Fundamentals of Web Analytics

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Fundamentals of Web Analytics

Fundamentals of Web Analytics

Web Analytics Methodology

Web analytics is an art and a science. Here is a structured approach for incorporating web analytics into your business:

  1. Identify the objective(s) of your website: Why do you have this website?
  2. Define Key Performance Indicators (KPI): Aligning measurable web metrics with your business objectives.
  3. Reporting: Generating relevant reports.
  4. Trinity Analysis: Understanding the What, Why, and How.
  5. Optimization: Recommendations for improvement and identifying opportunities.

Successful implementation of web analytics can drive your bottom line; however, it requires organization-wide buy-in.

We will discuss each step listed above during our classroom session. (See if you can find a case study of a successful implementation involving collaboration from business, marketing, and IT departments.)

Definitions and Significance of Important Parameters

Parameter Definition
Session A period of interaction between a visitor's browser and a particular web server.
Visits A count of all the sessions during a given period of time.
Visitor A logical construct designed to measure actual people who visited a website. Generally achieved with the help of cookies.
Cookies Text files which are stored on your hard drive by some websites to capture information about you or your computer. Types of cookies include first party cookies, third party cookies, persistent cookies, and temporary cookies. All cookies are browser-specific.
Unique Visitor A count of all the unique visitor IDs during a given time period.
Page Any web document delivered by the webserver. (Files such as .jpg or .gif are generally not considered to be pages.)
Pageviews Number of pages requested during a visitor's session which are tagged by Google Analytics code.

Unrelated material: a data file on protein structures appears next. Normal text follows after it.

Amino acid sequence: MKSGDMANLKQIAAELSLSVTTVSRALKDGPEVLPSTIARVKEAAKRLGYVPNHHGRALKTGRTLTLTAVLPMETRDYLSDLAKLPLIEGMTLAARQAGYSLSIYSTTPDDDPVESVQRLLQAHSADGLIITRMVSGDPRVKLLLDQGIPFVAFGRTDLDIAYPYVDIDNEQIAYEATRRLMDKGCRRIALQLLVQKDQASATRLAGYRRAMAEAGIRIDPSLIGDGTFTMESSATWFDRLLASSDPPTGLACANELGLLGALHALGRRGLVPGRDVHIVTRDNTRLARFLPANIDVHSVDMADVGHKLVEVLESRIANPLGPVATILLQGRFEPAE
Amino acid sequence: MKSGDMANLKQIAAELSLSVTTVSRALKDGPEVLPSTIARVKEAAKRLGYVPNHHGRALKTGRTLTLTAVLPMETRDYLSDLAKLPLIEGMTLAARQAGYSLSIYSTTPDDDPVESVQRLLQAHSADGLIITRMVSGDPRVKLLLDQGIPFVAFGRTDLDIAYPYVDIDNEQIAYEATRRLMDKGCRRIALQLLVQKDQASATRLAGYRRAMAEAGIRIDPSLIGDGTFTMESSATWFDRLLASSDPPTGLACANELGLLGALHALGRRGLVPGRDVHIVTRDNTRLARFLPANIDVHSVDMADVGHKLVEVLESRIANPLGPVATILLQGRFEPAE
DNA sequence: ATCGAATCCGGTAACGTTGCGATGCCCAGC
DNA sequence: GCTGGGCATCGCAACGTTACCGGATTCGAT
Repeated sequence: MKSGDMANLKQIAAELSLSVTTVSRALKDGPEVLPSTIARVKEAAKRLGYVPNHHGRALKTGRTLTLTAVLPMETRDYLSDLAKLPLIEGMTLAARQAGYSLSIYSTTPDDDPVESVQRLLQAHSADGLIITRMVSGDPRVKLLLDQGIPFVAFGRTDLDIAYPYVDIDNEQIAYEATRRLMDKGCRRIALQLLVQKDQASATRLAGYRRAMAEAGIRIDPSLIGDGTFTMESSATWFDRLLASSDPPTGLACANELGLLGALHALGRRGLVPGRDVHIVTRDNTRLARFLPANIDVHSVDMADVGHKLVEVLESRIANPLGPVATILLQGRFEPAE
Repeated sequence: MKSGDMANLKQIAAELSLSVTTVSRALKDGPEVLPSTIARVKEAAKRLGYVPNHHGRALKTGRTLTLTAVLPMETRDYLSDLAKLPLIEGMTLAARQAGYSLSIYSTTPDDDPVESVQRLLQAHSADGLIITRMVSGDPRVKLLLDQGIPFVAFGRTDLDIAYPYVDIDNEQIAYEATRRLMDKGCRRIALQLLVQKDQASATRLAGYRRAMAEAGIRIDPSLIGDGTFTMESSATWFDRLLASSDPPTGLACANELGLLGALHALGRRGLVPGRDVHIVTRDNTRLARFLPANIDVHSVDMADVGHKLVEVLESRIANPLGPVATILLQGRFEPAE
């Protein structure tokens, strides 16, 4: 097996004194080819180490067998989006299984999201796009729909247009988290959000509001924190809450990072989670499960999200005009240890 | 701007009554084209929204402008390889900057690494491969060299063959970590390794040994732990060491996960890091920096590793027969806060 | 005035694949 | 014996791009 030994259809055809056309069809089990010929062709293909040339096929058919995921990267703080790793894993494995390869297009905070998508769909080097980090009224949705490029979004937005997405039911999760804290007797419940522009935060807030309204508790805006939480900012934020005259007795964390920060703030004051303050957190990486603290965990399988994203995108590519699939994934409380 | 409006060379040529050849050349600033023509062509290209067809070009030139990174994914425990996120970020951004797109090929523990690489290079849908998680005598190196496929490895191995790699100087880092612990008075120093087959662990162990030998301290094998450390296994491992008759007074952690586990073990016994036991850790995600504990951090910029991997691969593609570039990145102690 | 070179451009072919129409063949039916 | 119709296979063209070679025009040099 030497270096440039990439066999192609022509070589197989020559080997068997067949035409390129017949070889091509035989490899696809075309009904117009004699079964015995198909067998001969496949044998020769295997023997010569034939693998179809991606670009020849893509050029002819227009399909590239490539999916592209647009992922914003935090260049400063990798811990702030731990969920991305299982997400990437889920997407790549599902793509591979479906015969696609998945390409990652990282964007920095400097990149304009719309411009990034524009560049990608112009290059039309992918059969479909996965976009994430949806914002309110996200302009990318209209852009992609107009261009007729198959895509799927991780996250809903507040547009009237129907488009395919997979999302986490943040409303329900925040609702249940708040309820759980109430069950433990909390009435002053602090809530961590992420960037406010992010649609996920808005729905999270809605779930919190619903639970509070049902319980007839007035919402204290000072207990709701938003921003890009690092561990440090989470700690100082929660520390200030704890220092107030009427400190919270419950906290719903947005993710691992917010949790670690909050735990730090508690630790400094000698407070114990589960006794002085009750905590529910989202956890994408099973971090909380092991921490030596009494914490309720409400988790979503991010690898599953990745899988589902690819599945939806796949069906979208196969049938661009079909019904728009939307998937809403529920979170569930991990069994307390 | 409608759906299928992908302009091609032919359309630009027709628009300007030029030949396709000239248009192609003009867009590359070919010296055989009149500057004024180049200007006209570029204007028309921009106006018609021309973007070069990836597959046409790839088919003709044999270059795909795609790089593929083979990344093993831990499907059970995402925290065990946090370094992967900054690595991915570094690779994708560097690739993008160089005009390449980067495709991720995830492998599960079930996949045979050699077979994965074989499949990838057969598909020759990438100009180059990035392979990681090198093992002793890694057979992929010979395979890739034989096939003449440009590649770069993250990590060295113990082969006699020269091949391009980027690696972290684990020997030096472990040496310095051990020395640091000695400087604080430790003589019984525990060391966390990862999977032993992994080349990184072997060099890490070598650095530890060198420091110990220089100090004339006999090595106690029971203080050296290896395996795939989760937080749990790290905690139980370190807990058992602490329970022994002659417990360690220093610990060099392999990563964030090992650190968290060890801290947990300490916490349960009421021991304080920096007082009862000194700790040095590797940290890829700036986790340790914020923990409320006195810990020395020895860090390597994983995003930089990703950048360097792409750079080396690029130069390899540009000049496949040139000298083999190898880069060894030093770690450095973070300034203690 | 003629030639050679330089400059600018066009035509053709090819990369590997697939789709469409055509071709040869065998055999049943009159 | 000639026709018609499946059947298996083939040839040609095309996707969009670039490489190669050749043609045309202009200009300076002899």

Unique Pageviews The number of visits during which a page was viewed--whether one or more times.
Conversion A conversion is recorded when a visitor reaches a desired page within the website.
Bounce Rate Percentage of single-page visits during which a visitor left your website from the landing page.
Recency Number of days that have passed between each visit.
Loyalty How often visitors return to your site.
Stickiness Amount of time spent on a single web page.

Tips for Building KPIs

KPIs tie business objectives with web metrics.

KPI is always a ratio, a percentage, or an average bounded by time.

Important KPIs for Common Types of Websites

Site Type Business Objective Suggested KPIs to Monitor
E-Commerce website To increase online sales Average order value, percentage of visits that add to the shopping cart (begin shopping), percentage of visits that abandon the shopping cart, revenue generated per product.
Content website Increase visitors' engagement on the website Percentage of visitors who left a comment, average time on the site per visit, average page depth per visit, average page views per visit.
Lead generation website To obtain a potential sales lead Percentage of visits which complete a 'Contact Us' form, percentage of visits which abandoned the registration process, bounce rate.
Branding website To increase brand awareness Direct traffic vs. referred traffic, percentage of repeat visitors, keyword analysis.

Overview of How Search Engines Work

Search engines rely on complex ranking algorithms to decide the search result rank of any website. This process is dynamic and rankings are continuously updated.

Search engines also use "spiders" or "web crawlers" to gather information about your site and bring it back to be analyzed by a powerful central engine.

Search Engine Optimization (SEO) refers to a diverse set of activities that you can perform to increase the number of desirable visitors who come to your website via search engines.

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